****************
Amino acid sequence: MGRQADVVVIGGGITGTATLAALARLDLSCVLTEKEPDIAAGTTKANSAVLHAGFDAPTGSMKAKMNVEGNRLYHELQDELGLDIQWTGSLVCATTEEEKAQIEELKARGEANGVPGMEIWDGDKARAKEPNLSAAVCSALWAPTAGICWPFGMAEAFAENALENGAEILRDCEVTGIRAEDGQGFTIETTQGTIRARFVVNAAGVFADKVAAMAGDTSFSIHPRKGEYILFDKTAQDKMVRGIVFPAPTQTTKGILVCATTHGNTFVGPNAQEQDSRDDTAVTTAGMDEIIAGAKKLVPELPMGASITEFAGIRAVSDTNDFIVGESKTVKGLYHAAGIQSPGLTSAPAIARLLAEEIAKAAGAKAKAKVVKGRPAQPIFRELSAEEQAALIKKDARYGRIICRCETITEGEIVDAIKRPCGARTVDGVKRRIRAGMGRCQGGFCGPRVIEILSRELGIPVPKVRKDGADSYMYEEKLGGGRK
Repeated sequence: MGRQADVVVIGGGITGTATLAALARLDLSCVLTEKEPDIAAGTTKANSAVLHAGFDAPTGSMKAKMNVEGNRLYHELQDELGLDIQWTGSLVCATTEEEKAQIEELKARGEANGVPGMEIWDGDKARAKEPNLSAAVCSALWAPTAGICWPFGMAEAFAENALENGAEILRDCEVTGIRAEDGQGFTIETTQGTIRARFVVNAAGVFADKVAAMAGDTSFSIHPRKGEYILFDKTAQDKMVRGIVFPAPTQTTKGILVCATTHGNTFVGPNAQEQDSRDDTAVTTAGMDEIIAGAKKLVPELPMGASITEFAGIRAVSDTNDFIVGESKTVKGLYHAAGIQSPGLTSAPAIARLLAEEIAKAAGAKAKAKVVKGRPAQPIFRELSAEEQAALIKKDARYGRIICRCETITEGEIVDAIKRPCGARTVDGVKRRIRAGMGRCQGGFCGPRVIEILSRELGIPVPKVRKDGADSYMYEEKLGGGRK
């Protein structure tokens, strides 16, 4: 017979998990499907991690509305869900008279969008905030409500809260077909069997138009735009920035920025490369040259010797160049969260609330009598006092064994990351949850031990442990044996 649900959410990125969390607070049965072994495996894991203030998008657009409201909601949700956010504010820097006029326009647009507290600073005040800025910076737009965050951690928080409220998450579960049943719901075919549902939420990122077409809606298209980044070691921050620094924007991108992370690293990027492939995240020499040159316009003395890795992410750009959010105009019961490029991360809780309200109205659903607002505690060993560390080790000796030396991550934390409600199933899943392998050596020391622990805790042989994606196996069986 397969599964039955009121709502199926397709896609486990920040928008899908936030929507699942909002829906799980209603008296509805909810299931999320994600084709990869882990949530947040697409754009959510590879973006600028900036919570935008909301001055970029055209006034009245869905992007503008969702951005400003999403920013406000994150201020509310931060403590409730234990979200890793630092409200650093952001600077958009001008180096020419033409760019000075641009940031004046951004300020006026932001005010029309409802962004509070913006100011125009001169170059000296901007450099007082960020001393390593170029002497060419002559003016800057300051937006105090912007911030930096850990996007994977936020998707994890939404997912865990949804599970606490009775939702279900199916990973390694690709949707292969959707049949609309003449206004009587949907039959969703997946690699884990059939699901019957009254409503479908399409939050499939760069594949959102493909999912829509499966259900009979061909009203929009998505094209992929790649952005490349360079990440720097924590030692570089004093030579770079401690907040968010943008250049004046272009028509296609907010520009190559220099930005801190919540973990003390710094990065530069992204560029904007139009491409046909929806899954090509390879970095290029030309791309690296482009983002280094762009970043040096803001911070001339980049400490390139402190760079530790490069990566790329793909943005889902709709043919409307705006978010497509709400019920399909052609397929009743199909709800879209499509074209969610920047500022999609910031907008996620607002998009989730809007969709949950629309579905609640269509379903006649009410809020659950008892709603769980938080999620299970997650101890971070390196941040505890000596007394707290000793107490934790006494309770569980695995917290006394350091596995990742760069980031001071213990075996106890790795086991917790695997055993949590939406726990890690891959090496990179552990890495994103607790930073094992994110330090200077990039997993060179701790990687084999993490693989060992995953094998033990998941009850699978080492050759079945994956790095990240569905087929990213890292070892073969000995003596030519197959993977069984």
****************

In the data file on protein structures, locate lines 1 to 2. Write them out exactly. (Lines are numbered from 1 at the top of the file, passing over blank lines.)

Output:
Amino acid sequence: MGRQADVVVIGGGITGTATLAALARLDLSCVLTEKEPDIAAGTTKANSAVLHAGFDAPTGSMKAKMNVEGNRLYHELQDELGLDIQWTGSLVCATTEEEKAQIEELKARGEANGVPGMEIWDGDKARAKEPNLSAAVCSALWAPTAGICWPFGMAEAFAENALENGAEILRDCEVTGIRAEDGQGFTIETTQGTIRARFVVNAAGVFADKVAAMAGDTSFSIHPRKGEYILFDKTAQDKMVRGIVFPAPTQTTKGILVCATTHGNTFVGPNAQEQDSRDDTAVTTAGMDEIIAGAKKLVPELPMGASITEFAGIRAVSDTNDFIVGESKTVKGLYHAAGIQSPGLTSAPAIARLLAEEIAKAAGAKAKAKVVKGRPAQPIFRELSAEEQAALIKKDARYGRIICRCETITEGEIVDAIKRPCGARTVDGVKRRIRAGMGRCQGGFCGPRVIEILSRELGIPVPKVRKDGADSYMYEEKLGGGRK
Repeated sequence: MGRQADVVVIGGGITGTATLAALARLDLSCVLTEKEPDIAAGTTKANSAVLHAGFDAPTGSMKAKMNVEGNRLYHELQDELGLDIQWTGSLVCATTEEEKAQIEELKARGEANGVPGMEIWDGDKARAKEPNLSAAVCSALWAPTAGICWPFGMAEAFAENALENGAEILRDCEVTGIRAEDGQGFTIETTQGTIRARFVVNAAGVFADKVAAMAGDTSFSIHPRKGEYILFDKTAQDKMVRGIVFPAPTQTTKGILVCATTHGNTFVGPNAQEQDSRDDTAVTTAGMDEIIAGAKKLVPELPMGASITEFAGIRAVSDTNDFIVGESKTVKGLYHAAGIQSPGLTSAPAIARLLAEEIAKAAGAKAKAKVVKGRPAQPIFRELSAEEQAALIKKDARYGRIICRCETITEGEIVDAIKRPCGARTVDGVKRRIRAGMGRCQGGFCGPRVIEILSRELGIPVPKVRKDGADSYMYEEKLGGGRK